You might be worried that you won’t receive the same quality of care virtually compared to in-person care. Research from the COVID-19 pandemic tracked patient satisfaction, pregnancy outcomes, health and well-being of mothers and babies. The results showed that receiving care via telehealth is as safe and healthy as in-person care. A review of nineteen studies showed that pregnancy outcomes were similar between groups that received in-person care and OB telehealth visits.

But don’t pregnant people want to see their provider in person? Yes, but several studies conducted during the COVID-19 pandemic demonstrated that pregnant people were generally satisfied with the virtual care they received. Added benefits of virtual OB care included reduced travel time to and from appointments, fewer work absences, decreased in-clinic wait time, and reduced patient no-show rates. Telehealth increased continuity of care and boosted patient satisfaction, quality of care, and pregnancy outcomes.

There are some downsides to telehealth. First, laboratory tests (blood work, urine screens) and imaging (ultrasounds) still require in-person OB visits. Second, while insurance companies increasingly cover the cost of telehealth visits, some telehealth services may not be fully covered, leading to higher out-of-pocket costs for you. Thirdly, pregnancy can be an anxiety-ridden time. Many pregnant people appreciate the reassurance that an in-person abdominal exam provides. This exam usually involves checking the fetus’s position, measuring the baby’s size (fundal height), and listening for a heartbeat via a handheld Doppler ultrasound. A recent British Medical Journal study reported that the abdominal exam done at most in-person prenatal visits enhances the relationship between healthcare provider, mother, and baby, helping promote maternal-fetal bonding, reducing anxiety, and cultivating trust between provider and patient.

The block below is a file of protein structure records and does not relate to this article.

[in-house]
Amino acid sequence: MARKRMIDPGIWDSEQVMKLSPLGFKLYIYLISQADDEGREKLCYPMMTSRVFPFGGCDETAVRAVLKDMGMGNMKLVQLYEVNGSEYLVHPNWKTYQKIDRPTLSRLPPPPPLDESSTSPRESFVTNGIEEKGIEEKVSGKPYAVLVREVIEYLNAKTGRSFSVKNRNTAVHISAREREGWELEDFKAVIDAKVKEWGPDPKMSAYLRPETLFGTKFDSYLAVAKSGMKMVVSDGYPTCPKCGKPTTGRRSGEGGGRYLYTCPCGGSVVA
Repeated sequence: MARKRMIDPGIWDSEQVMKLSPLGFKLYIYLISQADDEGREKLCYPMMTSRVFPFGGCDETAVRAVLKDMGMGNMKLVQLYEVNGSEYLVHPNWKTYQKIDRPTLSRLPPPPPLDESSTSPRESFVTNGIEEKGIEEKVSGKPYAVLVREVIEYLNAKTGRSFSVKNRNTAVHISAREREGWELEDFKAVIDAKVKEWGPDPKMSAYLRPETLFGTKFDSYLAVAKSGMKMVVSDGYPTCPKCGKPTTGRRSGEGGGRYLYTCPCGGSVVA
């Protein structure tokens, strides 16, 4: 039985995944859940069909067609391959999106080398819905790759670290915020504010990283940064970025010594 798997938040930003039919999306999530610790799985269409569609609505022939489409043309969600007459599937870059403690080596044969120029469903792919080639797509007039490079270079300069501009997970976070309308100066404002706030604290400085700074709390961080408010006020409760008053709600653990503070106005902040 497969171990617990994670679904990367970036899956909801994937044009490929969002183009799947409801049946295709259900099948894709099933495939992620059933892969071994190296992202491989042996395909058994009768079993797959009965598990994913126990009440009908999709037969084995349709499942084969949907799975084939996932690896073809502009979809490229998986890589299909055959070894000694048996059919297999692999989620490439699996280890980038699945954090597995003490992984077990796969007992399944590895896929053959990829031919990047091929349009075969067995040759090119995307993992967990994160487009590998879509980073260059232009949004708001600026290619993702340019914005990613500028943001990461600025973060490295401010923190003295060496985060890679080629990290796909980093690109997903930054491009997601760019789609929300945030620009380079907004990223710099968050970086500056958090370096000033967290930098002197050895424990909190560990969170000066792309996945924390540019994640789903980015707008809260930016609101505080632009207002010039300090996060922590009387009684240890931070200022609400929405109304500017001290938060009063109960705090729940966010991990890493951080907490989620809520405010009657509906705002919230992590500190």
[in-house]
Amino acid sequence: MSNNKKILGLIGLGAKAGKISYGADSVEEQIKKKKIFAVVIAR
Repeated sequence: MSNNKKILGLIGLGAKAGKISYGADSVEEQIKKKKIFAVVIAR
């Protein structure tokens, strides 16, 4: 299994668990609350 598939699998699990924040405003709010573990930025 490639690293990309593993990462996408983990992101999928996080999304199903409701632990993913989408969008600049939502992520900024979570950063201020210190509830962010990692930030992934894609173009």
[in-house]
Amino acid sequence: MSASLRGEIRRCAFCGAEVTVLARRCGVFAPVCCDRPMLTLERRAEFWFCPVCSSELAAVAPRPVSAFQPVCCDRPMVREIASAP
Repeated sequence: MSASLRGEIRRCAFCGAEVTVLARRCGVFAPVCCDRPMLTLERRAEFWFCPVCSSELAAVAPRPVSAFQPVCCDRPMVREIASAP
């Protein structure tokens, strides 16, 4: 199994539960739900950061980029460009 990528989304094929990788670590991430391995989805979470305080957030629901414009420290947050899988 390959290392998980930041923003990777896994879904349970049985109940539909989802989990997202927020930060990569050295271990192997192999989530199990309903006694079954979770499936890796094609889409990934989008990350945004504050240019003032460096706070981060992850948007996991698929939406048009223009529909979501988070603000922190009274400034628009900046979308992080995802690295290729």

Time will tell whether telehealth’s benefits of accessibility, convenience, and continuity of care outweigh its potential downsides regarding pregnancy and postpartum care. However, as healthcare systems, insurers, and obstetrical practices work out how best to implement telehealth into maternity care, there are steps you can take to get the most out of any telehealth care you might have during your next pregnancy.

Before your first telehealth appointment, it can be helpful to:

  1. Write down your questions ahead of time.
  2. Then, prioritize your questions in order of importance before your appointment in case time is short.
  3. Write down your current medications (and any supplements) and doses (or gather the actual bottles)
  4. Let your healthcare provider know if you need accommodations. For example, you can request a screen reader, closed captioning, translator/interpreter, or other support.
  5. Test your technology before the visit (Wi-Fi connection, video, speakers, smartphone).
  6. Choose where you plan to have your telehealth visit – ideally, a well-lit, quiet, and private location.

On the day of your telehealth OB appointment, make sure to:

  1. Keep a pen and paper nearby to take notes.
  2. Check your email for instructions. Review emails, texts, or other communication from your provider’s office for information about how to log on and use related technology.
  3. Test your technology again.
  4. Reduce background noise. Turn off alarms and sounds on other devices.
  5. Close other applications on your device to improve your internet connection and reduce distractions.

Remember, it is your right to request to have your OB visits in person. If you know that you want all of your OB visits to be face-to-face, ask about telehealth when interviewing prospective OB providers. Whether or not telehealth becomes a universal part of obstetrical care remains to be seen, but in the meantime, take steps to make sure you get the most out of all of your prenatal care, be it in-person or via telehealth.

Amy Harris
Amy Harris is a certified nurse-midwife with a Master's Degree in Maternal and Child Health from Harvard Chan School of Public Health. Her passions are health literacy and women's reproductive health. A recent two-year sabbatical with her family in Spain was the impetus for becoming a freelance women's health writer. An exercise nut, she is happiest outdoors and on adventures abroad.